One of the greatest fears in life is wondering if someone is watching you. Someone that you can’t see, yet somehow you feel the presence of a body. Filmmakers have toyed with this supernatural condition for decades, but few execute it as well as writer-director Leigh Whannell does with his take on “The Invisible Man.”
What he does that makes it special is use a woman’s mental trauma from an abusive relationship as a realistic hook to the story-instead of merely using it as a prop. It’s Elizabeth Moss’ captivating performance as Cecilia Kass that really makes Whannell’s film a tour de force-type experience. She has play dual roles: an unnerving woman who may crazy and seeing things, and then a damaged woman trying to find solace from her ex-boyfriend.
It’s her portrayal of those different personalities that will keep you guessing as we follow Cecilia in survival mode. When we first meet her, she’s packing her things in tip-toe mode as her worst half, Adrian (Oliver Jackson-Cohen), sleeps. The way Whannell, along with the sound mixing team and production design, take us through this scene is hypnotic. The owners of the “Parasite” home would be jealous of Adrian’s high-tech mansion, but not Cecilia. She’s merely trying to escape.
As we catch up with her later, staying with her protective cop friend (Aldis Hodge) and his daughter (Storm Reid, from HBO’s “Euphoria”), Cecilia can’t get Adrian out of her head. When her sister informs her that he took his own life and left her everything, she’s not buying it. And that is where “The Invisible Man” gets very interesting.
I won’t spoil more, but I will tell you a few things about the film and what to expect.
First, you will jump at least three times, and it’s not just the moments from the trailer. Whannell and his editor, Andy Canny, do a great job of being patient with us in showing the supposed invisible man stalking Cecilia while leaving the impression that it could be in her head only.
Second, the two hour running time flies by. From the first scene of escape to the shocking moments stuffed in between that first mad dash down the grassy hill to the big climax, Whannell doesn’t waste a minute here. And he could have simply due to the magnetic Moss and the style of film.
Third, this is not a straight-laced horror film, staying true to H.G. Wells’ novel and intentions, but with Whannell’s twisted gaze about relationships, painful pasts, and how one moves on and survives.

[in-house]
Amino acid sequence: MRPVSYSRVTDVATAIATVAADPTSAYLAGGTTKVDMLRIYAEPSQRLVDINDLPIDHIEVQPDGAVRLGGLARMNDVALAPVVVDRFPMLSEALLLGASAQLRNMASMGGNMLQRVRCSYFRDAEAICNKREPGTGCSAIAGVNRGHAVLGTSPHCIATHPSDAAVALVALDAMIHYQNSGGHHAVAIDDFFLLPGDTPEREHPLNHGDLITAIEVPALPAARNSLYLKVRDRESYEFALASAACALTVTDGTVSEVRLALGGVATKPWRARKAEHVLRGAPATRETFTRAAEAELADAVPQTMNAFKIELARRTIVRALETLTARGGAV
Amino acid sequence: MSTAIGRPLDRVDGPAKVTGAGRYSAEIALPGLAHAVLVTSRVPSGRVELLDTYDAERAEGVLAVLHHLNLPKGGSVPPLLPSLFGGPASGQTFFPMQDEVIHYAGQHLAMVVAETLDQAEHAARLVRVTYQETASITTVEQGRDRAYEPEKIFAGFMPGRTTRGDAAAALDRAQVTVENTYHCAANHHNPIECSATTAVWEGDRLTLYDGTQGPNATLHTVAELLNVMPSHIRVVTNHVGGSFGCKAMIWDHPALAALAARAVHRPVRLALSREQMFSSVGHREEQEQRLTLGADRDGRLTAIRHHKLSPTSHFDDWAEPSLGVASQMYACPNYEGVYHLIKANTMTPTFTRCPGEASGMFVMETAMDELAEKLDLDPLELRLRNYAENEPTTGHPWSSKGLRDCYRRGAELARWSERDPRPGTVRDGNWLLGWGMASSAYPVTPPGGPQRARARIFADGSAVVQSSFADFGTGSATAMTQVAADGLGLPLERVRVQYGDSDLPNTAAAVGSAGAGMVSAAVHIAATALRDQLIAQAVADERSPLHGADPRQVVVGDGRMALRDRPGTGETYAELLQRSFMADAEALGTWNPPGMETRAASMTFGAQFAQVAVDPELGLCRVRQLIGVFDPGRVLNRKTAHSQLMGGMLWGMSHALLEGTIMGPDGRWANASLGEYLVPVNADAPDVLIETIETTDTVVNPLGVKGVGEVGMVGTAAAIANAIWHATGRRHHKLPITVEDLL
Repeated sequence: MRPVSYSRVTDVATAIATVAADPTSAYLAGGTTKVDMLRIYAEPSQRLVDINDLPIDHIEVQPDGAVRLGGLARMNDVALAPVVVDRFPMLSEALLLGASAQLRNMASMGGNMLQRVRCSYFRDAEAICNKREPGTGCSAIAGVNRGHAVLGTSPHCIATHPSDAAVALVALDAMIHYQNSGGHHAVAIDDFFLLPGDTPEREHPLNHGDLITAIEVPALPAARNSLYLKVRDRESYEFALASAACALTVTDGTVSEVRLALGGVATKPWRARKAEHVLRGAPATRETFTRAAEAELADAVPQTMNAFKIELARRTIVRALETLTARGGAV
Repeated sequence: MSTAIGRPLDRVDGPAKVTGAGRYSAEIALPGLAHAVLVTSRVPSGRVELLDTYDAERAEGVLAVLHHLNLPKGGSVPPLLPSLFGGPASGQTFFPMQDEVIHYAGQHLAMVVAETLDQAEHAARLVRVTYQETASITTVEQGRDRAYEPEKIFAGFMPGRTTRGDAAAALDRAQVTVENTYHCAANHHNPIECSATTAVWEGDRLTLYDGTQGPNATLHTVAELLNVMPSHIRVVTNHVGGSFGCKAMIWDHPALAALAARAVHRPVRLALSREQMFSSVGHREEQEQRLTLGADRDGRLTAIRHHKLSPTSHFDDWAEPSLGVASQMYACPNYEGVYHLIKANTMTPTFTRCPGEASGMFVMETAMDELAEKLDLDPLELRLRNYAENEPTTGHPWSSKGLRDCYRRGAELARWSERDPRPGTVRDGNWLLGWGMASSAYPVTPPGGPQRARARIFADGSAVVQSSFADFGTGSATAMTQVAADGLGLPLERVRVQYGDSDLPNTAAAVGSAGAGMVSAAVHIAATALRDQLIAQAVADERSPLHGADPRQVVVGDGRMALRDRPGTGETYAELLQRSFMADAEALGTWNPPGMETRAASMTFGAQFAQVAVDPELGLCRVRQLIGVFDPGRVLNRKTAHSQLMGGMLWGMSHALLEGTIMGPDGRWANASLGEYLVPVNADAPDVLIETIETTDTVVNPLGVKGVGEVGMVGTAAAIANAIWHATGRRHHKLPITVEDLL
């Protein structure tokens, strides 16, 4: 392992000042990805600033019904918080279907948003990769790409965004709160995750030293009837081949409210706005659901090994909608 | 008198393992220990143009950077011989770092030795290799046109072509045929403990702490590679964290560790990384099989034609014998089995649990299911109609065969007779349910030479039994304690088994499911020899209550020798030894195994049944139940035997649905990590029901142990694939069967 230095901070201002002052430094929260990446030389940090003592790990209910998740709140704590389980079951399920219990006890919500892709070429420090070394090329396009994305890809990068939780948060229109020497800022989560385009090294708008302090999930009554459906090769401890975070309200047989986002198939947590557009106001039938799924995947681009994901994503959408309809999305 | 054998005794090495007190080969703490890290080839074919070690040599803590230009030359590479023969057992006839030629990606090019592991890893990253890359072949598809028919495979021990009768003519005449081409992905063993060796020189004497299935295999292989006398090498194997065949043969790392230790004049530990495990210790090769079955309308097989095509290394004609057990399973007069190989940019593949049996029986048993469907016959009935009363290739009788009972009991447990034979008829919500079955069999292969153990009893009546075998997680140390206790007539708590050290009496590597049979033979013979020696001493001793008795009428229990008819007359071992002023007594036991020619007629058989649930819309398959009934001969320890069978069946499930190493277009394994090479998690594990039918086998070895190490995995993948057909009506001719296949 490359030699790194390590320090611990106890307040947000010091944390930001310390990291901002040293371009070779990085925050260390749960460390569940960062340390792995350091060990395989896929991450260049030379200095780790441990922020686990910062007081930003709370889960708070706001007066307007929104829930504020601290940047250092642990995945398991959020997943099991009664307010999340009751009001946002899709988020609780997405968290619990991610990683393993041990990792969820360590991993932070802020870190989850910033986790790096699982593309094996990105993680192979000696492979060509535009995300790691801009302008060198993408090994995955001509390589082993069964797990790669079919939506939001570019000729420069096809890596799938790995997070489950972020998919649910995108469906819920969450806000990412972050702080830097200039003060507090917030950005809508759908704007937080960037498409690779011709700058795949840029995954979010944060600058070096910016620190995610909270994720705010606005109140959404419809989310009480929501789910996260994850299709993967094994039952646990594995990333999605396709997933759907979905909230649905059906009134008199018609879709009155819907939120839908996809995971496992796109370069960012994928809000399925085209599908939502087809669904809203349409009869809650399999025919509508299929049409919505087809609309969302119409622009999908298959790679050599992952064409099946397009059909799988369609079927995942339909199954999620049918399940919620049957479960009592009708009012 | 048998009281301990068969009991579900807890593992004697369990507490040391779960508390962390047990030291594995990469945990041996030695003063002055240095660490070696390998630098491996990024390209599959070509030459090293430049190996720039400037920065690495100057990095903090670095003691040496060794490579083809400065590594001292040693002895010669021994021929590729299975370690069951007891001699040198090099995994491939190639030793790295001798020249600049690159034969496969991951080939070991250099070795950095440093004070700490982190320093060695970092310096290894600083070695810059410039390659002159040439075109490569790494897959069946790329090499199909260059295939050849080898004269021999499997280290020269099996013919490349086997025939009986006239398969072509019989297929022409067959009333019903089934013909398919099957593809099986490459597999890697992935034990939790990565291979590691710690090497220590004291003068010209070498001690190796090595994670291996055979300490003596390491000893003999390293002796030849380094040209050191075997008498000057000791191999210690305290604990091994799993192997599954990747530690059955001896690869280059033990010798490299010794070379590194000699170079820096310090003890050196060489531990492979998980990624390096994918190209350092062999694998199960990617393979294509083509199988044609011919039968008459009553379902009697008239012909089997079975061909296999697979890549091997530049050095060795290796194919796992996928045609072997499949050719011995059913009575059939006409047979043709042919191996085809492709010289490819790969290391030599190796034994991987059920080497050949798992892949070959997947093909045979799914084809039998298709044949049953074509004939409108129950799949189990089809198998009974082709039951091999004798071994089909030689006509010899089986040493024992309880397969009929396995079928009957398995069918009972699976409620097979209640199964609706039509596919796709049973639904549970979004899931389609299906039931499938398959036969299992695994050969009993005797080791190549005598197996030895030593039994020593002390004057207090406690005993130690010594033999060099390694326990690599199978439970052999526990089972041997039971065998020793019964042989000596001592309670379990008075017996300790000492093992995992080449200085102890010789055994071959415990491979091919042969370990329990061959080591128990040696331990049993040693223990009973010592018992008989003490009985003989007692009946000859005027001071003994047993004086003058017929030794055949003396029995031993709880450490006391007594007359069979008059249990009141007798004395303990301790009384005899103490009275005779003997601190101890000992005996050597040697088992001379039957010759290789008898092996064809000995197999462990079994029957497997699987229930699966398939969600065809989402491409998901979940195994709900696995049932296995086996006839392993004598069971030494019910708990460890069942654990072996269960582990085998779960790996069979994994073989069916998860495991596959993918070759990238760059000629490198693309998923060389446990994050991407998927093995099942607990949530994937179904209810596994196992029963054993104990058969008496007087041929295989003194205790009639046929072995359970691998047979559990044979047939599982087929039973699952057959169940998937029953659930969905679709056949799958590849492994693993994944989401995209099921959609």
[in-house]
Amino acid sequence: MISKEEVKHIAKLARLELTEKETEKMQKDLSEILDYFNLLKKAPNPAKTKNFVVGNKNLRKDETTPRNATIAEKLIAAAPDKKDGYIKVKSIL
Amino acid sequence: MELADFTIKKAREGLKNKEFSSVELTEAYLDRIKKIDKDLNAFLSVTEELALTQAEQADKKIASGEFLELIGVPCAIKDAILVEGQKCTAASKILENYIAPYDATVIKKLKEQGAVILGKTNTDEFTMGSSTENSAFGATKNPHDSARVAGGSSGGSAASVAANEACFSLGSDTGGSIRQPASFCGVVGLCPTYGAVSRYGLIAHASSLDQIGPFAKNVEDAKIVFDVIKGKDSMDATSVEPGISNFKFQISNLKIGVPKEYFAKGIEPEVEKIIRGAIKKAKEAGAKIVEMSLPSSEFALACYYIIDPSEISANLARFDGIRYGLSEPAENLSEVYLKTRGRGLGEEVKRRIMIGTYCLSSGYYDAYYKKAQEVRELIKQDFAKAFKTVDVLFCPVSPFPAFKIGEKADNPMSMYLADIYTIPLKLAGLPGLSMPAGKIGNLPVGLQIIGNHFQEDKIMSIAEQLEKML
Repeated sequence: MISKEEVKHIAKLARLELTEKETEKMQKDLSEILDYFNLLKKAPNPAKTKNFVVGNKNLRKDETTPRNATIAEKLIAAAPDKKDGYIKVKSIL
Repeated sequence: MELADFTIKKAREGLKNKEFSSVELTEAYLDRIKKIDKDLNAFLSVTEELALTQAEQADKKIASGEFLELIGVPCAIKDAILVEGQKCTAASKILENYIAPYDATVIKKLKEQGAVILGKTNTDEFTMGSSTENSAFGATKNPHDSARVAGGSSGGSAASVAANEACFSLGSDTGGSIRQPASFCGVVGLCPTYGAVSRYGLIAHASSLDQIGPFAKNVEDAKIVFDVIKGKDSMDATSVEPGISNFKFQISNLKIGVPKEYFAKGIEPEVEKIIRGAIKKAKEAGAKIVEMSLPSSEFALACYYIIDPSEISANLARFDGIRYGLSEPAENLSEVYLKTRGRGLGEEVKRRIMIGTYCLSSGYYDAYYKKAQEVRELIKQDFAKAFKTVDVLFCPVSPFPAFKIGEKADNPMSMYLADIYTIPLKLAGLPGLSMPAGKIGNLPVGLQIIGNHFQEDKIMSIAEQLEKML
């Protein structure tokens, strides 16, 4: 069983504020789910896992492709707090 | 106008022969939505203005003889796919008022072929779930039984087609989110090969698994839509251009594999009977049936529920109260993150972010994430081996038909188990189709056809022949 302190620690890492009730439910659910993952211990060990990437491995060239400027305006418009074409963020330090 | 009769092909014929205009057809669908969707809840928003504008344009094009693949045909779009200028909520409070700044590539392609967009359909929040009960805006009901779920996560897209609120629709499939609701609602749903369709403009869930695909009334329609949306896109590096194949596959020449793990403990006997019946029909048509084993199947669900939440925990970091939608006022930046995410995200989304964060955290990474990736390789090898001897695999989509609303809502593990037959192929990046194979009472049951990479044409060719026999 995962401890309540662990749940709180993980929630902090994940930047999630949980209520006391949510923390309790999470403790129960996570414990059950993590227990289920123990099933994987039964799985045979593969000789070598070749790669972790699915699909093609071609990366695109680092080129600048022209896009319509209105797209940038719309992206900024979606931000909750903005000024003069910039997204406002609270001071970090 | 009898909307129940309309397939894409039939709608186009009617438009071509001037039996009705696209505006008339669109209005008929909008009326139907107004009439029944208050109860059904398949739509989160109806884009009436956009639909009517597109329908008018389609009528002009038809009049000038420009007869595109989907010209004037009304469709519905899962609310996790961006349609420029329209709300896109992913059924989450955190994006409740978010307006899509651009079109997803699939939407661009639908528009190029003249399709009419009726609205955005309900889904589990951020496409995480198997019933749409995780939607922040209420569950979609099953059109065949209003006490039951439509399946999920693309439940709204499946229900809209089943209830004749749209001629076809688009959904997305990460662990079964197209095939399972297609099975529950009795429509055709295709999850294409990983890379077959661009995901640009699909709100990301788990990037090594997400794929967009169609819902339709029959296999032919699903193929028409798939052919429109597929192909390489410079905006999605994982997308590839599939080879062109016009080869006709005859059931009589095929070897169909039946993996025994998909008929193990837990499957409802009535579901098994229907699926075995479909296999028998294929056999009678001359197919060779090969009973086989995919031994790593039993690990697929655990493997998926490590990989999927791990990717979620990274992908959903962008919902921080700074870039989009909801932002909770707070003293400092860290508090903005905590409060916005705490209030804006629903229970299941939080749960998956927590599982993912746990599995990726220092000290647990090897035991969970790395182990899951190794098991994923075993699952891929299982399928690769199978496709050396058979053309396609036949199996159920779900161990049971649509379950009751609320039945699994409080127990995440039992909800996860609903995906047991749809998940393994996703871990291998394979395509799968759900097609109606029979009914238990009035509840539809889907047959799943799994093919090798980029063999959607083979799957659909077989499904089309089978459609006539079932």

Fourth, the film handles that mental trauma from an abusive relationship in a potent manner. Once again, it’s patient, diabolical, and slowly laid out for the audience to recognize and judge for themselves. Did Cecilia’s agony cause her to become mentally unstable, or is she really seeing someone who is trying to be invisible? It’s a testament to the real condition of women finding the future just as hard to deal with as the past after being abused.
Hodge and Jackson-Cohen are fine here, while Reid gets more to do than expected-but this is Moss’ show. Start to finish, she’s the hook that keeps you going. If you don’t buy Cecilia’s fight, you won’t buy the movie for a second. With a film carrying horror/thriller/drama elements, an anchoring presence was required.
I appreciated the simple fact that “The Invisible Man” was legitimately scary while meaning something in the end. It’s not fluff or easy frights. Whannell is getting at something here, and framed it in an entertaining and thought-provoking device, showing us the layered and everlasting power of fear.
It’s also a movie that needs to be experienced in a theater with strangers, darkness, and the hand full of popcorn that you can’t really see-but know is there. Some films can be enjoyed at home, but please go see this one on a rainy night at the neighborhood theater which has a popper that makes weird noises and the door that doesn’t close all the way.
To put it succinctly, “The Invisible Man” delivers in a big way.